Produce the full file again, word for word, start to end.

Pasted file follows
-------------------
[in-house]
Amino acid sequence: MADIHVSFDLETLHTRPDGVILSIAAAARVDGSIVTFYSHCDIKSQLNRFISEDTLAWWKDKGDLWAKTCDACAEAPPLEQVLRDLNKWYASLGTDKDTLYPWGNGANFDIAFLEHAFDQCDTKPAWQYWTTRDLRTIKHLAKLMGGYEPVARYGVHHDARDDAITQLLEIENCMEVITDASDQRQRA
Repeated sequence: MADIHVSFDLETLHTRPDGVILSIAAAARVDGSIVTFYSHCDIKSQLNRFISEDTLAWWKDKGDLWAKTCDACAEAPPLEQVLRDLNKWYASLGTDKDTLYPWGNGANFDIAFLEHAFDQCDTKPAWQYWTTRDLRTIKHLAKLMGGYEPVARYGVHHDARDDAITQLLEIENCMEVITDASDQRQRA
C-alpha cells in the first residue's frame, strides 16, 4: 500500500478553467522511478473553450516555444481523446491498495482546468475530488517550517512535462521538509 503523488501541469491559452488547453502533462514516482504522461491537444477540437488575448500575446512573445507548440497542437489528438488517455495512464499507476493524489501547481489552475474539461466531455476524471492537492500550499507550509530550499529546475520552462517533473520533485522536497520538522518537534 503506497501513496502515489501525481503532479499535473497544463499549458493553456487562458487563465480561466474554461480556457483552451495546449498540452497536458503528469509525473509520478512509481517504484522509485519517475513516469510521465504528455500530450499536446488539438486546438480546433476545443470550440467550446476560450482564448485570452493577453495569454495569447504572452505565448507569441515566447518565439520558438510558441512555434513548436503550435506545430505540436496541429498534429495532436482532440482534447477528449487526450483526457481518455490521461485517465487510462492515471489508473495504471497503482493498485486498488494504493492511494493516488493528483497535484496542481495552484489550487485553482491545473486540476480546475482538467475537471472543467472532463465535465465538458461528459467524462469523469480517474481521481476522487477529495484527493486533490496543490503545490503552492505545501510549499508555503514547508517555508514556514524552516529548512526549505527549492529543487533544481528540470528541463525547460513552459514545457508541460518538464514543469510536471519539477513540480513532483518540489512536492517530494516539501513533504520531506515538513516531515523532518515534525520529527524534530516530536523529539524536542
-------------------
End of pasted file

[in-house]
Amino acid sequence: MADIHVSFDLETLHTRPDGVILSIAAAARVDGSIVTFYSHCDIKSQLNRFISEDTLAWWKDKGDLWAKTCDACAEAPPLEQVLRDLNKWYASLGTDKDTLYPWGNGANFDIAFLEHAFDQCDTKPAWQYWTTRDLRTIKHLAKLMGGYEPVARYGVHHDARDDAITQLLEIENCMEVITDASDQRQRA
Repeated sequence: MADIHVSFDLETLHTRPDGVILSIAAAARVDGSIVTFYSHCDIKSQLNRFISEDTLAWWKDKGDLWAKTCDACAEAPPLEQVLRDLNKWYASLGTDKDTLYPWGNGANFDIAFLEHAFDQCDTKPAWQYWTTRDLRTIKHLAKLMGGYEPVARYGVHHDARDDAITQLLEIENCMEVITDASDQRQRA
C-alpha cells in the first residue's frame, strides 16, 4: 500500500478553467522511478473553450516555444481523446491498495482546468475530488517550517512535462521538509 503523488501541469491559452488547453502533462514516482504522461491537444477540437488575448500575446512573445507548440497542437489528438488517455495512464499507476493524489501547481489552475474539461466531455476524471492537492500550499507550509530550499529546475520552462517533473520533485522536497520538522518537534 503506497501513496502515489501525481503532479499535473497544463499549458493553456487562458487563465480561466474554461480556457483552451495546449498540452497536458503528469509525473509520478512509481517504484522509485519517475513516469510521465504528455500530450499536446488539438486546438480546433476545443470550440467550446476560450482564448485570452493577453495569454495569447504572452505565448507569441515566447518565439520558438510558441512555434513548436503550435506545430505540436496541429498534429495532436482532440482534447477528449487526450483526457481518455490521461485517465487510462492515471489508473495504471497503482493498485486498488494504493492511494493516488493528483497535484496542481495552484489550487485553482491545473486540476480546475482538467475537471472543467472532463465535465465538458461528459467524462469523469480517474481521481476522487477529495484527493486533490496543490503545490503552492505545501510549499508555503514547508517555508514556514524552516529548512526549505527549492529543487533544481528540470528541463525547460513552459514545457508541460518538464514543469510536471519539477513540480513532483518540489512536492517530494516539501513533504520531506515538513516531515523532518515534525520529527524534530516530536523529539524536542